Mexico’s national aperitif, the Paloma cocktail, is a simple tequila and grapefruit mix with tangy salt and bubbles. What’s not to like?

It’s a thirst-quencher with international appeal. 

There’s not much known about the historical origin of the drink but some believe it is named after La Paloma (The Dove) one of the popular folks song composed in the early 1860s and made famous by many singers through the years, including this classic tango version by Julio Iglesias one hundred years later, in 1982. 

Difford’s Guide claims the cocktail was created by the legendary Don Javier Delgado Corona, owner and bartender of La Capilla in Tequila Mexico.

La Paloma is a simple blend of 1 part tequila blanco with 3 parts grapefruit soda water. For today’s drink I sought out the Jarritos brand which is the country’s leading brand and comes to us directly from Mexico. 

A little salt in the drink or around the rim and you are ready to sip and savour – or fiesta!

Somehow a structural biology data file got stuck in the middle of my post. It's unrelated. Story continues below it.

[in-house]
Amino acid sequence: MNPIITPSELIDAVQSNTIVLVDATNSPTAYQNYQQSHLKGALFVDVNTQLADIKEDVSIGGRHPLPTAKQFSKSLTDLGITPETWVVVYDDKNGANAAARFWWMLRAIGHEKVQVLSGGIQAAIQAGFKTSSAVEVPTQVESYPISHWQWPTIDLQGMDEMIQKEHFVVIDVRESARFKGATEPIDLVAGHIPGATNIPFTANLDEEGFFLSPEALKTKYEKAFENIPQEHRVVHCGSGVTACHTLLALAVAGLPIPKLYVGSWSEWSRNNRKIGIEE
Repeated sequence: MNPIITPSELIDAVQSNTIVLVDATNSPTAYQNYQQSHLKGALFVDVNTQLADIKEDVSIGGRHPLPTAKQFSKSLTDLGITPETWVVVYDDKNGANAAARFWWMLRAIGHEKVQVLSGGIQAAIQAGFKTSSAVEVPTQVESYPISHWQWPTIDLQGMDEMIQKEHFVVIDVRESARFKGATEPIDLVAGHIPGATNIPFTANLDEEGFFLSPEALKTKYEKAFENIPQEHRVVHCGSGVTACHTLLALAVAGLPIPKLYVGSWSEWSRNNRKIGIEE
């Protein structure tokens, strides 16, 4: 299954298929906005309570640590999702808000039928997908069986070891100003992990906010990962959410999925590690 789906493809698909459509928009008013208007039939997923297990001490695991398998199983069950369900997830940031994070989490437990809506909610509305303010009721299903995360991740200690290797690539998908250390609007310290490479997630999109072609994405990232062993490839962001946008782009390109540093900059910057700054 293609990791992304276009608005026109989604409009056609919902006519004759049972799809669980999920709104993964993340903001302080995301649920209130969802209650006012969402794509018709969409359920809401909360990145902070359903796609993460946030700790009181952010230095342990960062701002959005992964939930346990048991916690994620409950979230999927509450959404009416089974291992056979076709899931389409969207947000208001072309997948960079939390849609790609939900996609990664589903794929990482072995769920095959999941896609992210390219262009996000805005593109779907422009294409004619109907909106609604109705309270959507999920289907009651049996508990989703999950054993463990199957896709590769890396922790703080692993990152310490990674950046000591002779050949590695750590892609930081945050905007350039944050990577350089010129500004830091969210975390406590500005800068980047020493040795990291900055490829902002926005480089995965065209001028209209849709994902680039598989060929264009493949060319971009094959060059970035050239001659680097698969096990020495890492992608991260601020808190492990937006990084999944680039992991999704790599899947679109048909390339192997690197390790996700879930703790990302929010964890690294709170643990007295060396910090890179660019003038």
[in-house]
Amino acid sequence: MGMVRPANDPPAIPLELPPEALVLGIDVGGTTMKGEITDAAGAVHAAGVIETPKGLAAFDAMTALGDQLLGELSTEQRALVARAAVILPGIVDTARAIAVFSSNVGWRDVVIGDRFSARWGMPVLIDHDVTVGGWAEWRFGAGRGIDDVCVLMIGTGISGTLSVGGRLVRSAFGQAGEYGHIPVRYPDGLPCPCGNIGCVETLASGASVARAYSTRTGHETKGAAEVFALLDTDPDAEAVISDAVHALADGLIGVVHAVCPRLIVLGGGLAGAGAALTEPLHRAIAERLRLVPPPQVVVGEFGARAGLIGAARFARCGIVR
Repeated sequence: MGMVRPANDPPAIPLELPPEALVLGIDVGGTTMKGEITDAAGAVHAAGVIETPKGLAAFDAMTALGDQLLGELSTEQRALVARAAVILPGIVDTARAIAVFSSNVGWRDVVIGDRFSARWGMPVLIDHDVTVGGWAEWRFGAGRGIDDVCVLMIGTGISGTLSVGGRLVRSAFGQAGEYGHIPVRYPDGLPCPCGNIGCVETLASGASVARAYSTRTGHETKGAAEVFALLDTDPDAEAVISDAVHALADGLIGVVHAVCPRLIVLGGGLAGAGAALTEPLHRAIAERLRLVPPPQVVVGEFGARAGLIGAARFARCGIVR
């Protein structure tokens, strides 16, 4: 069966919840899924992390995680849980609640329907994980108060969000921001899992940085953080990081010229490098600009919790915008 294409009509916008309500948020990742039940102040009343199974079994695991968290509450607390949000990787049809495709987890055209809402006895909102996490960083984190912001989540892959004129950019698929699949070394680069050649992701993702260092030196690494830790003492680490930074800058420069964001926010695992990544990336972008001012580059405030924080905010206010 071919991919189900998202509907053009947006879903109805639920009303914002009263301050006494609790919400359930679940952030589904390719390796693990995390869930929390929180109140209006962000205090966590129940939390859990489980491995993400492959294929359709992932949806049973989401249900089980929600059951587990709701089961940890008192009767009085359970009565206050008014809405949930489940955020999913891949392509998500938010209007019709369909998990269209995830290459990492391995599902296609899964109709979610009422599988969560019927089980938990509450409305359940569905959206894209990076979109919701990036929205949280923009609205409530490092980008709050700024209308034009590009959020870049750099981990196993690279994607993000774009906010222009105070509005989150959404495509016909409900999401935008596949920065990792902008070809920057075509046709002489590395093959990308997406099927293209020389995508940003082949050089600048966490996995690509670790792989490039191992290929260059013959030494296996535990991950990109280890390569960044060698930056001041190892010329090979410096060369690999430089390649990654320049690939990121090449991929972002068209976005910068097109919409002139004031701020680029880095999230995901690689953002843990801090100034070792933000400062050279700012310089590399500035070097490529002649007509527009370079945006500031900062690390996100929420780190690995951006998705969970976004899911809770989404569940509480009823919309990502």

Celebrating Cinco de Mayo

Cinco de Mayo is not Mexican Independence Day, a popular misconception. It actually commemorates a single battle in 1862 when the Mexican army defeated the French. Mexican General Ignacio Zaragoza’s success at the Battle of Puebla on May 5 represented a great symbolic victory for the Mexican government and bolstered the resistance movement, eventually leading to the withdrawal of French forces.

In the United States (and to a lesser extent in Canada), Cinco de Mayo is widely interpreted as a celebration of Mexican culture and heritage, particularly in areas with substantial populations of Mexican ancestry.

Disfruta tu bebida! 

Viva Mexico

Patrick (Paddy) Moore

Patrick (Paddy) Moore is the author of the series Quarantinis, Eh? featuring cocktails that commemorate the COVID-19 pandemic of 2020-2021.

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